Stocks fell sharply on Thursday as U.S.-China trade worries persisted with more companies suspending business with Chinese telecom giant Huawei.Marketsread more
A Ministry of Commerce spokesperson does not single out any U.S. action, but it's been a tense couple of weeks for the trade war.World Politicsread more
The e-mail's optimistic tone helped Tesla shares turn positive for the first time in seven days.Technologyread more
In a four-page letter sent Thursday morning, Warren and Ocasio-Cortez asked Mnuchin a series of questions about his advisory role in former Sears CEO Eddie Lampert's...Politicsread more
"For them to say that they don't work with the Chinese government is false," Secretary of State Mike Pompeo tells CNBC.Politicsread more
Facebook has stopped paying commission to staff for selling political advertisements on its platform, The Wall Street Journal reported.Technologyread more
The yield on the 10-year Treasury note fell to its lowest level since 2017 as more traders grew confident in a longer U.S.-China conflict.Bondsread more
Prosecutors allege that Stephen Calk, former president of Chicago-based Federal Savings Bank, loaned former Trump campaign chair Paul Manafort as much as $16 million in...Politicsread more
Oil prices tumble as the market braces for a prolonged U.S.-China trade war and on signs the U.S. is willing to negotiate with Iran.Energy Commoditiesread more
U.S. manufacturer growth hit new lows in May, the latest sign that the economic slowdown accelerated amid the ongoing trade war.Economyread more
European pilots are urging the EU's aviation regulator to conduct an independent and thorough review of the Boeing 737 Max before it flies again. The planes have been grounded...Airlinesread more
Former Federal Reserve Chairman Paul Volcker, who has reached legend status in the world of central banking, isn't optimistic about current conditions.
When Volcker looks around now, he sees "a hell of a mess in every direction," including a lack of basic respect for government institutions, a current Fed that seems to be following a completely arbitrary benchmark and a "swamp" in Washington run by plutocrats.
"At least the military still has all the respect. But I don't know, how can you run a democracy when nobody believes in the leadership of the country?" Volcker asks New York Times columnist and CNBC "Squawk Box " co-anchor Andrew Ross Sorkin in a column for the newspaper's DealBook section.
"Tall Paul" is most known for willfully taking the country into recession in the early 1980s to finally defeat the inflation that had been strangling the economy. Since then, he's lent his name to the "Volcker rule" part of banking reform legislation that restricts risk-taking at big Wall Street institutions.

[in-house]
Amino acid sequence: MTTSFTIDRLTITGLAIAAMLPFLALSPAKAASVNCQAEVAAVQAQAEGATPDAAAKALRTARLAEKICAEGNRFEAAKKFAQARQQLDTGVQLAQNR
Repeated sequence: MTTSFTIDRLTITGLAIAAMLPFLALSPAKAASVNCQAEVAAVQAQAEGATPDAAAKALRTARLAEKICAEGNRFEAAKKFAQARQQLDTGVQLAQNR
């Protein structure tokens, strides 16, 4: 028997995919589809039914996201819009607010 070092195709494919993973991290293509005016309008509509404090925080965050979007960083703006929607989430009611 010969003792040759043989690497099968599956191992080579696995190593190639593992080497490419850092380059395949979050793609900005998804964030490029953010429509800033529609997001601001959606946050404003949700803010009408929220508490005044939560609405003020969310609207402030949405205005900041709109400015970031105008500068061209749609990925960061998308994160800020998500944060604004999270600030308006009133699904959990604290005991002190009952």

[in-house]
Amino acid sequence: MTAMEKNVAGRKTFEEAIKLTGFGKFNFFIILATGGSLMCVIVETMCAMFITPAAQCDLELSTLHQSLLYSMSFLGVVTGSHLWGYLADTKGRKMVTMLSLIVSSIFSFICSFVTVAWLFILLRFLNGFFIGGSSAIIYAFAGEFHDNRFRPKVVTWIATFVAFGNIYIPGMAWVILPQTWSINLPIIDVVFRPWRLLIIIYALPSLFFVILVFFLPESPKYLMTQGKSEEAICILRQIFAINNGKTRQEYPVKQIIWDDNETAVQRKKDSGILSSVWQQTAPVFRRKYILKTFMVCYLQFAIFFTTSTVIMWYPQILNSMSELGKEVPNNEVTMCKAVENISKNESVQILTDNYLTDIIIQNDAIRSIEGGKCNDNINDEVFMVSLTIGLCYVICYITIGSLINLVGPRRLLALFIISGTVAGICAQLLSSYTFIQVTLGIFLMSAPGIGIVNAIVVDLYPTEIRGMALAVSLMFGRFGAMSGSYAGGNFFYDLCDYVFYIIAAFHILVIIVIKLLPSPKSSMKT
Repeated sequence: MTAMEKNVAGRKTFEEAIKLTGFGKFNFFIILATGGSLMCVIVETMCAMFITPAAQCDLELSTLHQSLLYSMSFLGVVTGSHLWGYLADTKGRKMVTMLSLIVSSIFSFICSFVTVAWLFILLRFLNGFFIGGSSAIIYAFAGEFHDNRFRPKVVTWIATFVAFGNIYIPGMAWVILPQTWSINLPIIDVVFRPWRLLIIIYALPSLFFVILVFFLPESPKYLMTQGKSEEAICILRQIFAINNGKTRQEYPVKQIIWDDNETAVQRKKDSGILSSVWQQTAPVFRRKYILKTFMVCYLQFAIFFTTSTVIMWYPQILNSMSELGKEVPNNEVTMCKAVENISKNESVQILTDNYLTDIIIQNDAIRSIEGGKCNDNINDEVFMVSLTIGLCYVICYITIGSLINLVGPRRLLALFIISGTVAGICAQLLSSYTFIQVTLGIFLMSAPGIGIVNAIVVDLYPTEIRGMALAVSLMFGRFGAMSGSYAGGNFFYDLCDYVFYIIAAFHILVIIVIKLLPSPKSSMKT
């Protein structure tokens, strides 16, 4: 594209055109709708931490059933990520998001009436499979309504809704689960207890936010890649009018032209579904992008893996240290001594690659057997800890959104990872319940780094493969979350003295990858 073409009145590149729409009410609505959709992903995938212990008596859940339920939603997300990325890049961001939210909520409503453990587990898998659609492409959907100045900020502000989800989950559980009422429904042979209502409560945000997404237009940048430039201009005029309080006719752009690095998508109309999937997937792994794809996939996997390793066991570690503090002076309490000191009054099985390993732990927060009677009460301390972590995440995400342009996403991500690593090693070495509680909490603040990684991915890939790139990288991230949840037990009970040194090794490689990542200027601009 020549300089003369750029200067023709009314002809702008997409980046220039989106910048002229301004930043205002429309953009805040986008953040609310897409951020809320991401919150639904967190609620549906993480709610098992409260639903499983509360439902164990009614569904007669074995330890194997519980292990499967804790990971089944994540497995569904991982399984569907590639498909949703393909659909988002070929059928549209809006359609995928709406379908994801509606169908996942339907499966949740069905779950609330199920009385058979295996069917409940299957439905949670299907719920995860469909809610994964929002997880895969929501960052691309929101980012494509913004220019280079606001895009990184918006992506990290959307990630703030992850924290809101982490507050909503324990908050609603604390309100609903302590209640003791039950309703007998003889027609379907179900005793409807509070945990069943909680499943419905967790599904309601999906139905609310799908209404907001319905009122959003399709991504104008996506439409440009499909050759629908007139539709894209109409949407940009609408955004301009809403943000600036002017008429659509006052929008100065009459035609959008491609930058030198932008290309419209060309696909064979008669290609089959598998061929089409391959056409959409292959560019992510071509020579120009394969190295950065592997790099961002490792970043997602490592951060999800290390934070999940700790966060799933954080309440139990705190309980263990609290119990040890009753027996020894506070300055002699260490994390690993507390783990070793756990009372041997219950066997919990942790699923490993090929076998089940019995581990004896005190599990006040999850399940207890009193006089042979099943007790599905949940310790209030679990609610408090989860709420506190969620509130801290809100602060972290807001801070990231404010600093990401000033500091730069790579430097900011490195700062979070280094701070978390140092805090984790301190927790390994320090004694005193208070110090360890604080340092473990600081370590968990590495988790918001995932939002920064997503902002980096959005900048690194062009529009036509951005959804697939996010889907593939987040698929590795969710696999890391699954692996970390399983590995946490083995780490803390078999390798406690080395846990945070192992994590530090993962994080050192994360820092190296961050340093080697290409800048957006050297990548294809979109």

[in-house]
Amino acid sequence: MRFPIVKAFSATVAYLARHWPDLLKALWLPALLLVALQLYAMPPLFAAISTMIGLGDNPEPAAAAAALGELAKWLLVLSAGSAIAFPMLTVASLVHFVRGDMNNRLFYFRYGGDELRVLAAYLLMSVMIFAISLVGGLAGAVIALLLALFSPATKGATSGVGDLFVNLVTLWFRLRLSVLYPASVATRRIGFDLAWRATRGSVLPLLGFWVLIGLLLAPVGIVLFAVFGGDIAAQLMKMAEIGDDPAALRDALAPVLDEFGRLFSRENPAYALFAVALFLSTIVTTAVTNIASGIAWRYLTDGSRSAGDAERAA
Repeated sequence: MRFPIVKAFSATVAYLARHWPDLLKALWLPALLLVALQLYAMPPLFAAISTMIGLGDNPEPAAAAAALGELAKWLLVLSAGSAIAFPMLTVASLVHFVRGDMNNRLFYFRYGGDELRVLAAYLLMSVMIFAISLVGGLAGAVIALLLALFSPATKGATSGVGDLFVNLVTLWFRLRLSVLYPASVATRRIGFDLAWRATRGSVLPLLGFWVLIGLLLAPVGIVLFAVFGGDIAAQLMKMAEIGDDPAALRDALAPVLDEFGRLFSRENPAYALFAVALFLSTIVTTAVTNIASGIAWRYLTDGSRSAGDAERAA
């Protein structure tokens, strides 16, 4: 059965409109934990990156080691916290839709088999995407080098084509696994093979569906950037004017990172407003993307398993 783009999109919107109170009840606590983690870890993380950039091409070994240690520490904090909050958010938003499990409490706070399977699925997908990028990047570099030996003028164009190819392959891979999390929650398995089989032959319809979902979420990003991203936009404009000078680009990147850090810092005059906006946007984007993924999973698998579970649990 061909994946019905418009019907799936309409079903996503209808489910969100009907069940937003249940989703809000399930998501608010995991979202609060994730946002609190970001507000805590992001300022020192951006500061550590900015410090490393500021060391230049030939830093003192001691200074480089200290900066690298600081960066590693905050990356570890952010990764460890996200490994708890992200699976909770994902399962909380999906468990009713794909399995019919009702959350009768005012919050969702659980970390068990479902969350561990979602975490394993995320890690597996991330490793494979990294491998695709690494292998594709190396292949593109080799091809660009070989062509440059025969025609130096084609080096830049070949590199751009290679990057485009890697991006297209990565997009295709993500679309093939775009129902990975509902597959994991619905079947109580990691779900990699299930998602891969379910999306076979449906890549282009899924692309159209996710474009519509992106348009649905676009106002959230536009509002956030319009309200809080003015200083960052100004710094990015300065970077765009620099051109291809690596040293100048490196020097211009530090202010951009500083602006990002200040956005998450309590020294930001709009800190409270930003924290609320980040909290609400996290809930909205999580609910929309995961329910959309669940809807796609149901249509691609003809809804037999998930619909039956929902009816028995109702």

In a book set for release Oct. 30, Volcker laments the current state of conditions, particularly the monied interests eating away at the system of governing.
"There is no force on earth that can stand up effectively, year after year, against the thousands of individuals and hundreds of millions of dollars in the Washington swamp aimed at influencing the legislative and electoral process," he writes, according to Sorkin.
Volcker, in ailing health but not short of opinions, also seems unhappy with the Fed itself. Though it's unusual for former chairmen to comment on Fed matters, Volcker said there appears to be no "theoretical justification" for its 2 percent inflation target. He said the Fed is just one of the institutions in which people have lost confidence.
And he also dispels with the myth that presidents historically haven't tried to influence interest rates. Recounting a 1984 meeting he had with former President Ronald Reagan, then-chief of staff James Baker flatly told Volcker, "The president is ordering you not to raise interest rates before the election."
"I was stunned," Volcker said.
In a statement, Baker said he has "absolutely no recollection" of Reagan telling him to order Volcker not to raise rates. He did say it was "quite conceivable" that he may have expressed a preference for lower rates heading into the election, but "it would not have been phrased an 'an order.'"
Read the full account of the Volcker interview here.